Word boundary

Another position check is a word boundary \b. It doesn’t match a character, but matches in situations when a wordly character follows a non-wordly or vice versa. A “non-wordly” may also be text start or end.

For example, \bdog\b matches a standalone dog, not doggy or catdog:

showMatch( "doggy catdog dog", /\bdog\b/ ) // "dog"

Here, dog matches, because the previous char is a space (non-wordly), and the next position is text end.

Normally, \w{4} matches 4 consequent word characters.
If the word is long enough, it may match multiple times:

showMatch( "Boombaroom", /\w{4}/g) // 'Boom', 'baro'

Appending \b causes \w{4}\b to match only at word end:

showMatch( "Because life is awesome", /\w{4}\b/g) // 'ause', 'life', 'some'

The word boundary \b like ^ and $ doesn’t match a char. It only performs the check.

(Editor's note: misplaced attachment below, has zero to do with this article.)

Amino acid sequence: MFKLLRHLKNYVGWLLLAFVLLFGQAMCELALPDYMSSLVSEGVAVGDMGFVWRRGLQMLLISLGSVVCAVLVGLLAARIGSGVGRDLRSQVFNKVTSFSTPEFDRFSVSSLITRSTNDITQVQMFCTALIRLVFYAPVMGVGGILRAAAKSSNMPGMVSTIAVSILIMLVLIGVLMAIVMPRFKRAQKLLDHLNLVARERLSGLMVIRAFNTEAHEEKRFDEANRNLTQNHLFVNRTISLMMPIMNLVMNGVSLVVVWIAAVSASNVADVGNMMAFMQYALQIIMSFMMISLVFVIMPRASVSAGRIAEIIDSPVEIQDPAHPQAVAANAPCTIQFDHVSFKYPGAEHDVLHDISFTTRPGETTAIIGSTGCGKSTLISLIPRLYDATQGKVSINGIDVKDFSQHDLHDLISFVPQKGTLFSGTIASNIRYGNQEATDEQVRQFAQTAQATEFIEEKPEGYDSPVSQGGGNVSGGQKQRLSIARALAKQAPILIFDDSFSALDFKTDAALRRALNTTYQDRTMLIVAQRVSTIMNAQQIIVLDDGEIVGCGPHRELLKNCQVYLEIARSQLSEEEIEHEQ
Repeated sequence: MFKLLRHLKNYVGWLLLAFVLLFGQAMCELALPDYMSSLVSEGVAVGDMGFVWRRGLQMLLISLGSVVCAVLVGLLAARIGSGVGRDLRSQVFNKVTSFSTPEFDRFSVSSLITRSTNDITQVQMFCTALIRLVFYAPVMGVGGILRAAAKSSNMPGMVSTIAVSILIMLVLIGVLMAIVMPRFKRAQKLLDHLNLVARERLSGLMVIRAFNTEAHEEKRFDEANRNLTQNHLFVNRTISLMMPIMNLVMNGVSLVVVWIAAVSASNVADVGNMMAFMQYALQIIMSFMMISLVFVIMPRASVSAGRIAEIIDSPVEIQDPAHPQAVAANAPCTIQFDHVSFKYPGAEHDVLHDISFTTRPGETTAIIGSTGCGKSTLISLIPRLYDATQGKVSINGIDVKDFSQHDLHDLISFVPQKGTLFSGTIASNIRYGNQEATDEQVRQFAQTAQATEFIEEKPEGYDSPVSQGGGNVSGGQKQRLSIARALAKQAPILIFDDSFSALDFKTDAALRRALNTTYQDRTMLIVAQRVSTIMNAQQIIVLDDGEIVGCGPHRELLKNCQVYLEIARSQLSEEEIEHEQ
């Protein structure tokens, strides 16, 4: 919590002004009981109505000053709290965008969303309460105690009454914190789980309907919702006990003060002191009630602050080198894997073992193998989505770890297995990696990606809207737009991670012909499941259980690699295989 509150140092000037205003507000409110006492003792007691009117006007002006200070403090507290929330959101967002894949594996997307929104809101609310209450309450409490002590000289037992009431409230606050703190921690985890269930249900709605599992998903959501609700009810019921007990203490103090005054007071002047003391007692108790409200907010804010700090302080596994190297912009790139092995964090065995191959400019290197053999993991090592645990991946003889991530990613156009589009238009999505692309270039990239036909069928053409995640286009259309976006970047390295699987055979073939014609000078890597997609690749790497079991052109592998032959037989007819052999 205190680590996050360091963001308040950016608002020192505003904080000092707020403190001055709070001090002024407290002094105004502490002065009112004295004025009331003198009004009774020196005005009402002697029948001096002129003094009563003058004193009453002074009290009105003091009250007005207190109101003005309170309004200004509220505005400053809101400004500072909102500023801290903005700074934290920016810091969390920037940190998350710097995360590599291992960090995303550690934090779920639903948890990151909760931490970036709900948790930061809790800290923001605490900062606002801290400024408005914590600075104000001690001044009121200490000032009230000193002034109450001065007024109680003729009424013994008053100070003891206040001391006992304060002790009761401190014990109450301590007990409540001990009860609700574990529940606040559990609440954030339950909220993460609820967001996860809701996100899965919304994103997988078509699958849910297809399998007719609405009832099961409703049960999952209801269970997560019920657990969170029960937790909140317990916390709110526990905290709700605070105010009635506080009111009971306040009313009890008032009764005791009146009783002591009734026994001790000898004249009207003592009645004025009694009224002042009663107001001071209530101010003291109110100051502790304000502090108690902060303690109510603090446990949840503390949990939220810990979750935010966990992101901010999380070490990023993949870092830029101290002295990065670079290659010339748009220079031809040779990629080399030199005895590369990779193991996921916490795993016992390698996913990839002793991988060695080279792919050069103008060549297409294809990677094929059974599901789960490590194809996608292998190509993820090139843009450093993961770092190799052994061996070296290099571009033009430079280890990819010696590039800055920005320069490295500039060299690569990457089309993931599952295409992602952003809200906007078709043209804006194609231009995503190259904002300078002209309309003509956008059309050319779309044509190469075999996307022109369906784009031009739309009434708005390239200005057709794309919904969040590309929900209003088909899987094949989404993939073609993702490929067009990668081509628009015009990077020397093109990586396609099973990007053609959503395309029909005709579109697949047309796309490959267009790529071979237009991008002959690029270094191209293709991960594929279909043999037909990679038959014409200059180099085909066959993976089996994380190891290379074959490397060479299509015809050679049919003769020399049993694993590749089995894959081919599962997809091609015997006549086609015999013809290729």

Let’s add the check from another side, \b\w{4}\b:

showMatch( "Because life is awesome", /\b\w{4}\b/g) //  'life'

Now there is only one result life.

  1. The regexp engine matches first word boundary \b at zero position:
  2. Then it successfully matches \w{4}, but fails to match finishing \b.

    So, the match at position zero fails.

  3. The search continues from position 1, and the closest \b is right after Because (position 9):

    Now \w{4} doesn’t match, because the next character is a space.

  4. The search continues, and the closest \b is right before life at position 11.

    Finally, \w{4} matches and the position check \b after it is positive. We’ve got the result.

  5. The search continues after the match, but doesn’t yield new results.

The word boundary check /\b/ works only for words in latin alphabet, because it is based on \w as “wordly” chars. Sometimes that’s acceptable, but limits the application range of the feature.

And, for completeness..
There is also an inverse check \B, meaning a position other than \b. It is extremely rarely used.